An acquaintance of mine at Motherhood and More wrote a post that I want to address. She is referring to MLK day and race issues in this country and she brings out several points that I often write about. I’ll start with a quote:
How easy would it be, even subconsciously, for “I’m glad I’m white” to gradually morph into “It’s better that I’m white” and eventually to “I’m better because I’m white” if there wasn’t a strong message to counter that?
It sounds like a person who really wants to educate their children and overcome the pitfall of racial prejudice. Here’s a question. Is it possible that a black person could feel the same way? “ I am better because I am black.” Well here’s another quote:
But maybe there’s another layer to it that I have – in my white ignorance, perhaps – never considered. If a white child thinks “I’m glad I’m white,” could a black child think, “It sucks that I’m black?”
The white kid feels superior while the black kid feels inferior? Yes I think some black kids come away with the message that black is inferior, but I also think that comes from the reinforcement of that idea that they get from society. The people who look at them and feel pity because they are buying into memes spread through the culture. I could take the same idea and apply it to women…should all women feel inferior because their history is littered with oppression? Should my daughter feel inferior because the 19th Amendment didn’t happen until 1920? I don’t think so.
My point is that if there is a black child who feels inferior the problem likely comes from teaching methods and societal reinforcement. If someone spent 50% of your day telling you that you had to fight for your rights and that you were a slave you might also feel inferior, but the problem with the picture is that the people telling these stories are not telling the whole story. They toss around the idea of the poor black slave, poor kids of black slaves…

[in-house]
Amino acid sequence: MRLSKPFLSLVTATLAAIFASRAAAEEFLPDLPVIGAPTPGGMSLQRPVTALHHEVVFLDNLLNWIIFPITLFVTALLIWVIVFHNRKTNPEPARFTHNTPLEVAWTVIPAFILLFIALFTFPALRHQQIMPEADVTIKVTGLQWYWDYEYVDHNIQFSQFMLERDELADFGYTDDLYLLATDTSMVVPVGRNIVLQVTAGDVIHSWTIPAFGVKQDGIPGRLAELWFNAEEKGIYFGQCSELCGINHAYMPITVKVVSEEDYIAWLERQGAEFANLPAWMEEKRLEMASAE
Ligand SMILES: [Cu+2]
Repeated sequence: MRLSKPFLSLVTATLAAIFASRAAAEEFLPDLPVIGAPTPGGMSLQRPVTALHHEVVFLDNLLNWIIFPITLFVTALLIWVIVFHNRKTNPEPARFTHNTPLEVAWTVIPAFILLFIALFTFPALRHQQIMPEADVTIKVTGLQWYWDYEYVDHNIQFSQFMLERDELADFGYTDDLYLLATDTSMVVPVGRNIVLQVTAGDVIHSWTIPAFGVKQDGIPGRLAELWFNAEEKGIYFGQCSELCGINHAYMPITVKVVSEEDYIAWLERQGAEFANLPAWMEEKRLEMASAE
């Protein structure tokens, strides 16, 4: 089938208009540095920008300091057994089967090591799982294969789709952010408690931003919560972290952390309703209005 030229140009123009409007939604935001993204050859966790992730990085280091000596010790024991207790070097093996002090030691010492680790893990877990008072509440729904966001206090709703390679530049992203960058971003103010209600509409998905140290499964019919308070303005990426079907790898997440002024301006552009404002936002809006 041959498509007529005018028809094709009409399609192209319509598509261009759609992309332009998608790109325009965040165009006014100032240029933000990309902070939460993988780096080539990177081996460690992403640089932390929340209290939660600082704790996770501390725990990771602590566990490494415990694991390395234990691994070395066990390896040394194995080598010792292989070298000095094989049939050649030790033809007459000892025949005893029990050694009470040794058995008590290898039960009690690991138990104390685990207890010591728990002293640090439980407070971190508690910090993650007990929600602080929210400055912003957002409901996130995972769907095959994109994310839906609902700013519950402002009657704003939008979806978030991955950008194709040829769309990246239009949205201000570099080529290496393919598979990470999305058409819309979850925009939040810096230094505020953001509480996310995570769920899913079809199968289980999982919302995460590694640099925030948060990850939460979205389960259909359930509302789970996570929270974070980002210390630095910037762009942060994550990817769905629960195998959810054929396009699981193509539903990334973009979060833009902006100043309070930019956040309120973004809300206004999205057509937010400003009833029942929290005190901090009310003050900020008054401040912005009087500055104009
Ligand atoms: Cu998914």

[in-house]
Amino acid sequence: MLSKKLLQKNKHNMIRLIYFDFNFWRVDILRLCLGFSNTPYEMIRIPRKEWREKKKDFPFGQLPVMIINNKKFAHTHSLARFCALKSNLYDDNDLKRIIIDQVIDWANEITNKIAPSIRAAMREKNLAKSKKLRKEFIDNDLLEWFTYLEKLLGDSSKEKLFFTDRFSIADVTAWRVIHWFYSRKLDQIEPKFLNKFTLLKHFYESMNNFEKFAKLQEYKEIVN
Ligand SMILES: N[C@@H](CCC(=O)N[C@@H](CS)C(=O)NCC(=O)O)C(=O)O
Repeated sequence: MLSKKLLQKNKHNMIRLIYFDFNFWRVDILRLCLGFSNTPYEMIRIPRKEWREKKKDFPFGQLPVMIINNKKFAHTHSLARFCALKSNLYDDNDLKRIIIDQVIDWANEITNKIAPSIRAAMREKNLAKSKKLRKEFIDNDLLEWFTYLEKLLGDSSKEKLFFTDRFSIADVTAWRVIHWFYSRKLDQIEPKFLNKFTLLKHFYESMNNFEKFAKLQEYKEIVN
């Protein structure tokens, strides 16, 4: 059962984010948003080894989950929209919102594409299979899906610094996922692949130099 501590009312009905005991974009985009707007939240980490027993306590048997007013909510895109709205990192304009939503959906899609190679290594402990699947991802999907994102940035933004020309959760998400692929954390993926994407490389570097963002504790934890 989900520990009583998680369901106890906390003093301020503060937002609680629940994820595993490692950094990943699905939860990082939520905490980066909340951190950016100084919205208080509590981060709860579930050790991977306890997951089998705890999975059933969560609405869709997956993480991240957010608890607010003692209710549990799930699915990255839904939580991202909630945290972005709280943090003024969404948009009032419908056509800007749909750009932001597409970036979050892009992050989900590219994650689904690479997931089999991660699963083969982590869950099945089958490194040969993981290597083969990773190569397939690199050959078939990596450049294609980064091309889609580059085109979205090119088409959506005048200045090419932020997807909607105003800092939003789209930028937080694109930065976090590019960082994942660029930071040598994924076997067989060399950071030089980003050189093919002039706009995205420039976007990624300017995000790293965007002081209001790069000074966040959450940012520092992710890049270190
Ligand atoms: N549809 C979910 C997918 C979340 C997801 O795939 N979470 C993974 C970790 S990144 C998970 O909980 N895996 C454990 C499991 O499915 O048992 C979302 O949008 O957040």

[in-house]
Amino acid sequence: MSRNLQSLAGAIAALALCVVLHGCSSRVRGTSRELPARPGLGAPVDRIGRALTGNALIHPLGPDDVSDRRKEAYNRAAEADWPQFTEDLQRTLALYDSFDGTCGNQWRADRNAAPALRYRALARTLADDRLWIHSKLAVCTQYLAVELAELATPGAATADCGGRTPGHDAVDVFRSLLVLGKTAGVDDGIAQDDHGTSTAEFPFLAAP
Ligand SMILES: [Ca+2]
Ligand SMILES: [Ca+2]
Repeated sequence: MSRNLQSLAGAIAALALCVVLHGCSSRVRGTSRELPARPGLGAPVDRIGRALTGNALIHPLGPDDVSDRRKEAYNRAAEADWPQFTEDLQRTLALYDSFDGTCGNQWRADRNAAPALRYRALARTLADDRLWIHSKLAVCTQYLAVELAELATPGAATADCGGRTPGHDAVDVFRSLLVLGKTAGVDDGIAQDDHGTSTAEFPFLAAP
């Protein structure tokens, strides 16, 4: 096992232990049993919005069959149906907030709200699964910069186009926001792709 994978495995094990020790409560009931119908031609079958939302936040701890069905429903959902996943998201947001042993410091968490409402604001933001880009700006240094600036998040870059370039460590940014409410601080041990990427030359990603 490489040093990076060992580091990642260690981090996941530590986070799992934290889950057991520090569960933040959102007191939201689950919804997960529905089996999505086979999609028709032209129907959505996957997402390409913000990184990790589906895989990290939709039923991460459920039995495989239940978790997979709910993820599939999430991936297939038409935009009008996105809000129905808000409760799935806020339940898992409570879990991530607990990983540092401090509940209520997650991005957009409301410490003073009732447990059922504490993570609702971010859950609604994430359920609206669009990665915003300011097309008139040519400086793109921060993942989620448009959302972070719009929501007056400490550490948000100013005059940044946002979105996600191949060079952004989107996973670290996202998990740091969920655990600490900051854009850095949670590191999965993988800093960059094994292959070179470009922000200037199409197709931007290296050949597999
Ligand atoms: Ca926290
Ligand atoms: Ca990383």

This is exactly the sort of crap that pisses me off. The entire focus of the discussion is set up to reinforce negative notions of poor black kids whose ancestors were slaves.
The idea that the black kid would watch Dr. Kings speech and conclude that they do not want to be black, might be true to some extent, but it misses the big picture. There are many, many black people who grew up proud of who they were and where they came from. Kids who grew up in this time period with educated parents who focused on what all Americans at the time focused on; education and equality. These people, including my grandparents, never felt inferior and did not teach their kids the inferiority complex. Their children did not go to public schools and did not learn to the inferiority complex that you mention in your post. No one talks about this in schools, but as an educator you have more freedom to give your kids the truth. Give them a real education by providing information about these kids and parents who are forgotten by history because they do not fit the common narrative. Here is my suggestion: Next year instead of watching Dr. King and reinforcing an inaccurate, but mainstream meme, try listening to Extraordinary Ordinary People and give your kids a gift of real understanding instead of reinforcing an old and tired stereotype that is both inaccurate and offensive.